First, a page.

NewsUkraine surprises military world with highly effective Viktor anti-aircraft system

Ukraine surprises military world with highly effective Viktor anti-aircraft system

"Deadly effective Viktor. The Ukrainians' idea surprised the military world again."
"Deadly effective Viktor. The Ukrainians' idea surprised the military world again."
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7:41 AM EST, November 20, 2023

In military operations, Ukrainians demonstrate tactics akin to those used by Arabs in the Middle East. For instance, they have launched the MR-2 Viktor anti-aircraft system, which is a robustly armed pick-up and an ingeniously crafted system designed to destroy drones. This lightweight, mobile, and lethally effective creation startled the military world afresh.

Drones are fast becoming a staple in military equipment. Their widespread use during the warfare in Ukraine has led to a paradigm shift in battlefield strategies.

Bigger drones such as Bayraktars and Orłany-10 are commonplace in the field, but the smaller 'bsl' drones, hard to detect and eliminate using available radars, are also on the rise. Devices like the Polish FlyEyes have proven particularly puzzling for Russian forces, who confuse them for large birds on the Pantsir-S1 complex.

Combatting drones effectively became a top priority for the Ukrainian army. This urgency increased when the Russians initiated air offensives using Iranian Shaheds, which led the Ukrainians to establish mobile anti-aircraft units armed with lightweight off-road vehicles, handheld missile launchers, and heavy machine guns, among other resources.

Czech and Dutch Enforcements

So far, approximately 400 such teams have been assembled, with more on the way. These units are spread out across Eastern Ukraine, particularly near the city outskirts, and relocate each night to intercept drone movements.

Ukrainians have significantly expanded their basement-level air defense in the beginning stages of the war. The escalating frequency of bombardment and widespread use of 'bsl' drones over the frontline areas have increased the demand for countermeasures, leading to assistance from the Czechs and the Dutch.

"Gift for Putin"

Buried under the wittily ironic name "gift for Putin," lies the Czech initiative for raising arms for Ukraine. The Czechs amassed over 4 million dollars to purchase MR-2 Viktor light mobile anti-aircraft systems. The latest shipment of 115 ordered units has just reached Ukraine, 15 of which were part of the "gift." The Netherlands funded the rest. The first shipment made it to the front in June.

A first look at the system might seem primitive and reminiscent of a standard pickup loaded with a large-caliber machine gun ZPU-2 in the trunk.

This system seems like it was plucked straight from the Middle East or Central Africa, where diverse militias employ reliable trucks and equip them with available guns. But the Czech MR-2 Viktor brings to the table more than just heavy-duty weapon transport.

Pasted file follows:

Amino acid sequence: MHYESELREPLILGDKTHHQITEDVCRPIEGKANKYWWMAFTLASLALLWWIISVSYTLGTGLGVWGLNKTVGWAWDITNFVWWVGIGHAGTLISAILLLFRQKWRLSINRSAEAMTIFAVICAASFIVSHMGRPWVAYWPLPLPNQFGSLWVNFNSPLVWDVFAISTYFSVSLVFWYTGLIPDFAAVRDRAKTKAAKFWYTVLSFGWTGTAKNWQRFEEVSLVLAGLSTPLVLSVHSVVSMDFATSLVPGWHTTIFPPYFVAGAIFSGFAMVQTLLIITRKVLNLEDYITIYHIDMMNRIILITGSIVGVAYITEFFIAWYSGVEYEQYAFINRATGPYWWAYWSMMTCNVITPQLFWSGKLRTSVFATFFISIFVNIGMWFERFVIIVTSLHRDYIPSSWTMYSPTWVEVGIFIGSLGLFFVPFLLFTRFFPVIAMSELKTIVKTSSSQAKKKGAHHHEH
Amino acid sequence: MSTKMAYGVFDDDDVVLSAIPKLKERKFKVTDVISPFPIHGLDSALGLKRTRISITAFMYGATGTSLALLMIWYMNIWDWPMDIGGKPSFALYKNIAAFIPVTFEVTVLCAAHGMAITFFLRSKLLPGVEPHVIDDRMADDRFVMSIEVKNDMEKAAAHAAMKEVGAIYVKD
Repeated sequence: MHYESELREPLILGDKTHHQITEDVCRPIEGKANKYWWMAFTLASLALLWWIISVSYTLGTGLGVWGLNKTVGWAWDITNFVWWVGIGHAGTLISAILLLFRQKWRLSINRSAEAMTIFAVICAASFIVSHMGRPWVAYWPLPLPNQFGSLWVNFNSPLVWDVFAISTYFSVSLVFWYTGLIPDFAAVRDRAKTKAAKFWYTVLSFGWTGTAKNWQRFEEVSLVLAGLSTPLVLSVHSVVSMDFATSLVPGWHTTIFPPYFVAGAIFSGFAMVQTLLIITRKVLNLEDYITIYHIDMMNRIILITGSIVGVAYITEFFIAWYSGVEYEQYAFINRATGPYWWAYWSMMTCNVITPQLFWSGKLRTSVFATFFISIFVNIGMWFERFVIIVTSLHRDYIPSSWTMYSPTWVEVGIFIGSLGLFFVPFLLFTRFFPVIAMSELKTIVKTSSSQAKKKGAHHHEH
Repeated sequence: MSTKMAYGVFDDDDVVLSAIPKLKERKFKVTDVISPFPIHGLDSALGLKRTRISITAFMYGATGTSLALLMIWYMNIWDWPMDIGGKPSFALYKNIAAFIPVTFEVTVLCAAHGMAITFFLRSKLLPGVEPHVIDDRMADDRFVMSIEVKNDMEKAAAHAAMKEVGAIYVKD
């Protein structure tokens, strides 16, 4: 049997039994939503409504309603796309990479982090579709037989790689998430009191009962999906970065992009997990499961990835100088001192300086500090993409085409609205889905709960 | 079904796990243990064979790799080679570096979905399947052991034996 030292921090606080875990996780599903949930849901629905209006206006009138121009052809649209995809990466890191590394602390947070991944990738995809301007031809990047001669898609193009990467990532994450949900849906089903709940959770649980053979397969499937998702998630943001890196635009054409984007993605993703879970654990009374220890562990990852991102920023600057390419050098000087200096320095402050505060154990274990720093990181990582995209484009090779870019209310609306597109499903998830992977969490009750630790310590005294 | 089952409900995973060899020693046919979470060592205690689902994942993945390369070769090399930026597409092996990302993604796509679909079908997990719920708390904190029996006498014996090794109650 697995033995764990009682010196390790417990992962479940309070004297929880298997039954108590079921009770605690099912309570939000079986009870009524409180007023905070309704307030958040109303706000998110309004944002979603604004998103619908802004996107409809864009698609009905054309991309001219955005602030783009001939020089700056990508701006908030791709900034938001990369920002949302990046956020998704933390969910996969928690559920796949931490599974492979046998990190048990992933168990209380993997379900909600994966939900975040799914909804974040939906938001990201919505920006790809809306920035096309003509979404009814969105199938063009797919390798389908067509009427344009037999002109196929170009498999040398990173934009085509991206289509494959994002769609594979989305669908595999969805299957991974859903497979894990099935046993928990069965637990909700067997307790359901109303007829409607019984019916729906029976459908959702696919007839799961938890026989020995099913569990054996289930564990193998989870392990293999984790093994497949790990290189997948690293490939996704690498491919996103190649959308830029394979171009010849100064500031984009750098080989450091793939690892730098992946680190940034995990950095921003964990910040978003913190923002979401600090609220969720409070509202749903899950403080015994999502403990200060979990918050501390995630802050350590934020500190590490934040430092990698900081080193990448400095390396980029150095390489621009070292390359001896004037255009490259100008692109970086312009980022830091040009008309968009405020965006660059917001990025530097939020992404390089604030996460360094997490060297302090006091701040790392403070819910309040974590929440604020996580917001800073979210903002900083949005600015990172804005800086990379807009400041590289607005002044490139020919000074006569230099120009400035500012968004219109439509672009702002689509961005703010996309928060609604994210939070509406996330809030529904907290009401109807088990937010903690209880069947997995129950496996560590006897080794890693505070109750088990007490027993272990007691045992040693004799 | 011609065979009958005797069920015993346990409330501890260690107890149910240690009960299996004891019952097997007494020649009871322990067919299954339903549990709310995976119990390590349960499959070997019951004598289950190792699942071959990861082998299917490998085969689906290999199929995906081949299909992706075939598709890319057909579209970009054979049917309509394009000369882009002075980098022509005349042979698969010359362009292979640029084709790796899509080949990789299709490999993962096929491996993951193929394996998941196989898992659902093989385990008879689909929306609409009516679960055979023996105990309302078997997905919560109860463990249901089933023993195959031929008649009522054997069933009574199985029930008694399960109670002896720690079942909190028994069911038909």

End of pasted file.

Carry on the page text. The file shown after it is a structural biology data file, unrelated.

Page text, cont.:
The Czech Viktor

Excalibur Army, a Czech manufacturer, built the MR-2 Viktor using the proven Soviet heavy machine gun KPW caliber 14.5 mm, a relic from World War II. It subsequently adapted into an anti-aircraft model with a range of around 1.2 miles. Capable of hitting targets moving up to 372 mph, it's more than sufficient for combat drones.

The Viktor also features a slightly modernized targeting system. Rather than merely an automatic aim scope with concentric metal rings and a crosshair, it offers a day and night periscope. The system has an ammunition capacity of 600 rounds and is mounted on a Toyota Land Cruiser 70 chassis.

"Allows for Accurate Targeting"

"Viktor anti-aircraft systems are easy to maintain and quite maneuverable. They can be effortlessly concealed at the firing point, and a rate of fire of around 600 shots per minute allows for accurate targeting of airborne targets at great distances. It's a potent weapon against Shaheds, especially with a thermal imaging sight and collimator target pointer," said Lieutenant General Serhij Naje, Commander of the Joint Forces of the Armed Forces of Ukraine during an exhibition shooting with Viktor.

"The system is quite ergonomic and easily controlled during shootings. However, professional fire control and adjustments are crucial for hitting an airborne target. That's why we're currently undergoing intensive crew training," the general added.

Augmenting Protection

Viktors aim to supplement lower-level systems with various versions of the ZU-23-2 cannon caliber 23 mm, or those built around the Leopard 1 tank, fitted with twinned 35 mm Oerlikon cannons.

Because of its size and weight, the ZU-23-2 cannon typically mounts on trucks or armored personnel carriers. Ukrainians and Russians install these on MT-LB transporters, which are extremely helpful but significantly heavy and less mobile than lighter pickups.

For this reason, Viktors and similar tactical adaptations based on off-road vehicles should balance out heavy systems that move more sluggishly. This applies to the rear areas, where crew safety isn't as paramount. In contrast, Viktors lack any soldier protection, making their use on the front unfavorable. Nevertheless, they're highly suitable for in-country use.

The mobile anti-aircraft teams safeguarding Ukrainian cities have achieved an effectiveness level of 85% in annihilating drones. Once these teams become more saturated with short-range radar stations, the Russians could face a lethal clampdown on their drones.

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